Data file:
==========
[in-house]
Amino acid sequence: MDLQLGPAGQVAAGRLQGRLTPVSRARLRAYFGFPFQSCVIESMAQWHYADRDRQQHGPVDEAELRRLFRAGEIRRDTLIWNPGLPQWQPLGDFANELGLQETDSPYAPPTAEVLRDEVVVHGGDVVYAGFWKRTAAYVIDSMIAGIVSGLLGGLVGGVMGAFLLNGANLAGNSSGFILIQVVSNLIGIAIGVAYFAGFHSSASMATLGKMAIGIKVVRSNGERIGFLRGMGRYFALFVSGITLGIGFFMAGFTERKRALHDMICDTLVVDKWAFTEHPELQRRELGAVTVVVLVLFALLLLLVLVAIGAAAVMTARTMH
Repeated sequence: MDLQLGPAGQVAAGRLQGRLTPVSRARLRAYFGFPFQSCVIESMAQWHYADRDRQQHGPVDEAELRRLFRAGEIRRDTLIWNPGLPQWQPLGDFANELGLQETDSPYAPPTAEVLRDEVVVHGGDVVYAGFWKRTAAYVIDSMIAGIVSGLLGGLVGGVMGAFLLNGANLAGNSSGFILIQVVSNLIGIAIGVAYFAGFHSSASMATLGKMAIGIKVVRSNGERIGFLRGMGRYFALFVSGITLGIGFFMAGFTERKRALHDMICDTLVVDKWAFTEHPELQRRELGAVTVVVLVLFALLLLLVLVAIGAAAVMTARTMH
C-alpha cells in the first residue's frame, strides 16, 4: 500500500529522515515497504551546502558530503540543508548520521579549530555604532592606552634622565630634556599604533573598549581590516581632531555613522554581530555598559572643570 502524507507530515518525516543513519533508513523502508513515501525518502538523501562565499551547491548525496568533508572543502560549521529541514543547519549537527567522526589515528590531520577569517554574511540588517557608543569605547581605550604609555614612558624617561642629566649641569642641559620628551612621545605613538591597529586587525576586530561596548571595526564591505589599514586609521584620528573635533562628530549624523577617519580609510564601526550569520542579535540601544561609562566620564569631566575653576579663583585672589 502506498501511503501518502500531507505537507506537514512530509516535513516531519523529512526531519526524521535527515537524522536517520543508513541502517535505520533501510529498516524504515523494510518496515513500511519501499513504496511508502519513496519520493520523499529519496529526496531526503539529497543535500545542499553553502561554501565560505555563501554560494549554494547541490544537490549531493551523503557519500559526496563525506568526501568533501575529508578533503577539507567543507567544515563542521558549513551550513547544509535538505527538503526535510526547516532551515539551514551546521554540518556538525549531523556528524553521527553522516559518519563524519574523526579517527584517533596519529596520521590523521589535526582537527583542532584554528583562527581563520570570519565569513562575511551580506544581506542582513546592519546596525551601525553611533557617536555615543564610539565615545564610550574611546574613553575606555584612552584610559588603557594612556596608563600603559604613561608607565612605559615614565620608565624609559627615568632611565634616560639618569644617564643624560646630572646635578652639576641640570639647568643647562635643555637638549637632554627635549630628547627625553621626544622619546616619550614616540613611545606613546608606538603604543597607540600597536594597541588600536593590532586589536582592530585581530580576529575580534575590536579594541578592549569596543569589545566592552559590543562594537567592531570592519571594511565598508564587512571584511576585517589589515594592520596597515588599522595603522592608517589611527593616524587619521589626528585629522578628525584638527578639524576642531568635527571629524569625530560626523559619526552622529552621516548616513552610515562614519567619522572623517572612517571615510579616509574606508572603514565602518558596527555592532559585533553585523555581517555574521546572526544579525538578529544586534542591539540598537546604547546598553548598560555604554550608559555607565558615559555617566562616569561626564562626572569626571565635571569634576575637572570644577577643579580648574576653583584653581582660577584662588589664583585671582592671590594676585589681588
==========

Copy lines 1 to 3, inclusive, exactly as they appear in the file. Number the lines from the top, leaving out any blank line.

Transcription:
[in-house]
Amino acid sequence: MDLQLGPAGQVAAGRLQGRLTPVSRARLRAYFGFPFQSCVIESMAQWHYADRDRQQHGPVDEAELRRLFRAGEIRRDTLIWNPGLPQWQPLGDFANELGLQETDSPYAPPTAEVLRDEVVVHGGDVVYAGFWKRTAAYVIDSMIAGIVSGLLGGLVGGVMGAFLLNGANLAGNSSGFILIQVVSNLIGIAIGVAYFAGFHSSASMATLGKMAIGIKVVRSNGERIGFLRGMGRYFALFVSGITLGIGFFMAGFTERKRALHDMICDTLVVDKWAFTEHPELQRRELGAVTVVVLVLFALLLLLVLVAIGAAAVMTARTMH
Repeated sequence: MDLQLGPAGQVAAGRLQGRLTPVSRARLRAYFGFPFQSCVIESMAQWHYADRDRQQHGPVDEAELRRLFRAGEIRRDTLIWNPGLPQWQPLGDFANELGLQETDSPYAPPTAEVLRDEVVVHGGDVVYAGFWKRTAAYVIDSMIAGIVSGLLGGLVGGVMGAFLLNGANLAGNSSGFILIQVVSNLIGIAIGVAYFAGFHSSASMATLGKMAIGIKVVRSNGERIGFLRGMGRYFALFVSGITLGIGFFMAGFTERKRALHDMICDTLVVDKWAFTEHPELQRRELGAVTVVVLVLFALLLLLVLVAIGAAAVMTARTMH